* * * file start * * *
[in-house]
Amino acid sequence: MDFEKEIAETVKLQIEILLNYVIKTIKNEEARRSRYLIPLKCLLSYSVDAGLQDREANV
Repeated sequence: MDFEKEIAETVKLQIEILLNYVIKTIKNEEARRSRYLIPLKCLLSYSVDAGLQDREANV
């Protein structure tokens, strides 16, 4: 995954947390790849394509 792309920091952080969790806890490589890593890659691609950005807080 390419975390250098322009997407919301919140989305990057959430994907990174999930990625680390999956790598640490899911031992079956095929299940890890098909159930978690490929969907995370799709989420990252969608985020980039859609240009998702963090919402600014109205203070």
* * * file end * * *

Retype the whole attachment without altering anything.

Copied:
[in-house]
Amino acid sequence: MDFEKEIAETVKLQIEILLNYVIKTIKNEEARRSRYLIPLKCLLSYSVDAGLQDREANV
Repeated sequence: MDFEKEIAETVKLQIEILLNYVIKTIKNEEARRSRYLIPLKCLLSYSVDAGLQDREANV
């Protein structure tokens, strides 16, 4: 995954947390790849394509 792309920091952080969790806890490589890593890659691609950005807080 390419975390250098322009997407919301919140989305990057959430994907990174999930990625680390999956790598640490899911031992079956095929299940890890098909159930978690490929969907995370799709989420990252969608985020980039859609240009998702963090919402600014109205203070």